Over the last few years, Athens is experiencing a growing shortage of long-term living spaces as a result of two things: Greece’s popular golden visa program which has seen hundreds of foreign buyers picking up properties for lucrative Airbnb use and the onslaught of international hospitality groups which are opening dozens of new hotels.

This is leading to the touristisification of Greece’s urban centers, popular islands, and villages. A study published last year by architect and urban planner Olga Balaoura on behalf of the Hellenic Confederation of Professionals, Craftsmen, and Merchants (GSEVEE) found that the gentrification of Athens over the last few years is changing the urban fabric leaving behind local residents and businesses.

In attempt to address the growing housing problem, Greek Economy and Finance Minister Kostis Hatzidakis announced changes to the golden visa program, including a second increase to the threshold in the last 12 months and a ban on renting purchased properties as Airbnbs.

golden visa

Touristification of Greece’s Urban Centers

Greece’s now popular golden visa scheme, which was initially aimed at boosting the ailing economy, opened the door to buyers who were able for 250,000 euros to purchase devalued properties in the center of Athens and convert these to short-term rentals tapping into growing tourist demand for the Greek capital which according to the Greek Tourism Confederation is set to increase by 29% by 2030 compared to 2019. As a result, long-term rents and property prices surged going way beyond Greeks’ buying power.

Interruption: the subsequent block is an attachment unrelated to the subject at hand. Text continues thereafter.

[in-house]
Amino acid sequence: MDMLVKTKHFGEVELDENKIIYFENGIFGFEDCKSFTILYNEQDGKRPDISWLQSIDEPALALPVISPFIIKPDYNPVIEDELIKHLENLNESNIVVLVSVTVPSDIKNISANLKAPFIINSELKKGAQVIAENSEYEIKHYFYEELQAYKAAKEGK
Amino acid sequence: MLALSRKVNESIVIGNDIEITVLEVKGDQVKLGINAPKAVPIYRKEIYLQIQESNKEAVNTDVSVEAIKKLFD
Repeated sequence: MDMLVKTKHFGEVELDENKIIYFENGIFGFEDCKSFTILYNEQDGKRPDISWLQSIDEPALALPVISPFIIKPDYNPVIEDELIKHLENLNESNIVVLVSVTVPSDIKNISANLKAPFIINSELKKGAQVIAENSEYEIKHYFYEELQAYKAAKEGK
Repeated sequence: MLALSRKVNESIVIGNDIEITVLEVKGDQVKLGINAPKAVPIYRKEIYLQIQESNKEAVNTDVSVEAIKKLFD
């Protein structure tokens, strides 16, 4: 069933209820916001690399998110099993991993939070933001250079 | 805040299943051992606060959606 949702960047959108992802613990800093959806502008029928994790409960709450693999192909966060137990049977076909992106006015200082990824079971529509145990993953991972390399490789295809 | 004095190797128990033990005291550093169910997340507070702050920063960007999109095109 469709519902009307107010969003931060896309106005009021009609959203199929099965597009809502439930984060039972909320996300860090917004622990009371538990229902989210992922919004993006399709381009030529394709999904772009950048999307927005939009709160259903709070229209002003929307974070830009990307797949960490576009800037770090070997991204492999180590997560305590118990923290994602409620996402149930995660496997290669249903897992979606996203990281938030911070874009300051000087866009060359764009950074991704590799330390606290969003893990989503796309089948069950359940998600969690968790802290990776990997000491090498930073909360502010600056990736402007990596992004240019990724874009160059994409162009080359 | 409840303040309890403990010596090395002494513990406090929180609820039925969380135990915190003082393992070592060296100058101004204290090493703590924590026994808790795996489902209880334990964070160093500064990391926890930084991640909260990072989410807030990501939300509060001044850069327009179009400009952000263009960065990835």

This new reality, the study found, is creating a serious housing problem forcing residents and businesses out of Athens and paving the way for hundreds of tourism- and leisure-centered projects facilitated by ‘investor-friendly’ government policies. This market boom is reflected in a GBR Consulting study which found that 71 new hotels had opened in the center of Athens between 2017 and 2022.

At the same time, thousands of properties in Athenian neighborhoods have become Airbnb-style rentals leased either by Greeks seeking to make a living particularly after the country’s debt crisis broke out or by foreigners who are entering the market through the golden visa program.

In her study, Balaoura argues that the new reality is creating social and spatial inequality. “The monoculture of tourism and leisure in large parts of former traditional commercial areas and in neighborhoods where small business activity predominates alongside housing, are signs of urban restructuring, resulting in the direct or indirect displacement of residents, users and uses.”